Business people and developers must work together daily throughout the project.
Product Owner Abstract
The Product Owner (PO) is the member of the team responsible for defining Stories and prioritizing the Team Backlog so as to streamline the execution of program priorities, while maintaining conceptual and technical integrity of the Features or components the team is responsible for. The PO has a significant role in quality and is the only team member empowered to accept stories as done. For most Enterprises converting to Agile, this is a new and critical role, which typically translates into a full-time job, requiring one PO to support each Agile Team (or, at most, two teams).
The role has significant relationships and responsibilities outside the local team, including working with Product Management (who are responsible for the Program Backlog) to prepare for the PI Planning meeting.
The Product Owner (PO) is the member of the Agile Team who serves as the Customer proxy and is responsible for working with Product Management and other stakeholders—including other Product Owners—to define and prioritize Stories in the Team Backlog so that the Solution effectively addresses program priorities (Features/Enablers) while maintaining technical integrity. Ideally, the Product Owner is collocated with the rest of the team, where they typically share management, incentives, and culture. But the Product Owner also attends most relevant Product Management meetings about planning and backlog/Vision refinement.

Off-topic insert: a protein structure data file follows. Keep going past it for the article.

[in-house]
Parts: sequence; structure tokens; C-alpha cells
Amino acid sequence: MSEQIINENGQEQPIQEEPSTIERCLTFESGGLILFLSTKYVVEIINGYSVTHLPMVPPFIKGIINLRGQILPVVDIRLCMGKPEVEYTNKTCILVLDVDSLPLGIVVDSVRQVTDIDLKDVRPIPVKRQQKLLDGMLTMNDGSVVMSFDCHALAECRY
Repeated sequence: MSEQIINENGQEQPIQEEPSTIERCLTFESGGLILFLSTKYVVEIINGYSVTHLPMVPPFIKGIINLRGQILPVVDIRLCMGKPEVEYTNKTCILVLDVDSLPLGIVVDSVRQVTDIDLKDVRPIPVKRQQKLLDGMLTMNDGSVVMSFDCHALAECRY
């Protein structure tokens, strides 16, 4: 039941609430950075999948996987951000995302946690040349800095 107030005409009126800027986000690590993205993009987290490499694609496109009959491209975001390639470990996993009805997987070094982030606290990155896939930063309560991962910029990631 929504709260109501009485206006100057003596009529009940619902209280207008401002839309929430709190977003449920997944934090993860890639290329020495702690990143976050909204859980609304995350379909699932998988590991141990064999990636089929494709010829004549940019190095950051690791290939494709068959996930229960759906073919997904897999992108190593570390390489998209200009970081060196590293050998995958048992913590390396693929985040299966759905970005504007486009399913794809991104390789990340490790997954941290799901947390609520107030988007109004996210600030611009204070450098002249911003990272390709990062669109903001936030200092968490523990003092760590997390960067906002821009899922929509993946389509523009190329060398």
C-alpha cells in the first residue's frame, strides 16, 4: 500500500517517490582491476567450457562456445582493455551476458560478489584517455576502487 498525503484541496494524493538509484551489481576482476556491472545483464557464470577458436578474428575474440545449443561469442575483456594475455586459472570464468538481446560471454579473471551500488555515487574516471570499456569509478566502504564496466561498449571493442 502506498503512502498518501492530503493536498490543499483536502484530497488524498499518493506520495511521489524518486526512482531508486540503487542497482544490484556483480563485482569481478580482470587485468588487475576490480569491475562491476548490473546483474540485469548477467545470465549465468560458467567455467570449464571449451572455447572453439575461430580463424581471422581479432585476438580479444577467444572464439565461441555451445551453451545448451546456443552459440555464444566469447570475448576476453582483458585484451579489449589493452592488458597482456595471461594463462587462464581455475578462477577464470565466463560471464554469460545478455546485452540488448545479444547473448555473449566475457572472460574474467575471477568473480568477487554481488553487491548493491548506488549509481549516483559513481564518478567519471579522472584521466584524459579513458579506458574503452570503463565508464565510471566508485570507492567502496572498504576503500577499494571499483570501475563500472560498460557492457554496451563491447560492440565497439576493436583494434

The SAFe Product Owner fulfills the primary responsibilities outlined below.
Preparation and Participation in PI Planning
- As a member of the extended Product Management team, the Product Owner is heavily involved in Program Backlog refinement and preparation for PI Planning and also has a significant role in the planning event itself. Prior to the event, the Product Owner updates the team backlog and typically participates in reviewing and contributing to the vision, Roadmap, and content presentations.
- During the event, the Product Owner is involved with story definition, providing clarifications necessary to assist the team with their story estimates and story sequencing, and drafting the team’s specific objectives for the upcoming Program Increment (PI).
- Backlog Refinement. With input from System Architect/Engineering and other stakeholders, the Product Owner has the primary responsibility for building, pruning, and maintaining the team backlog. The backlog consists mostly of user stories but also includes defects and enablers. Backlog items are prioritized based on user value, time, and other team dependencies that are determined in the PI planning meeting and refined during the PI.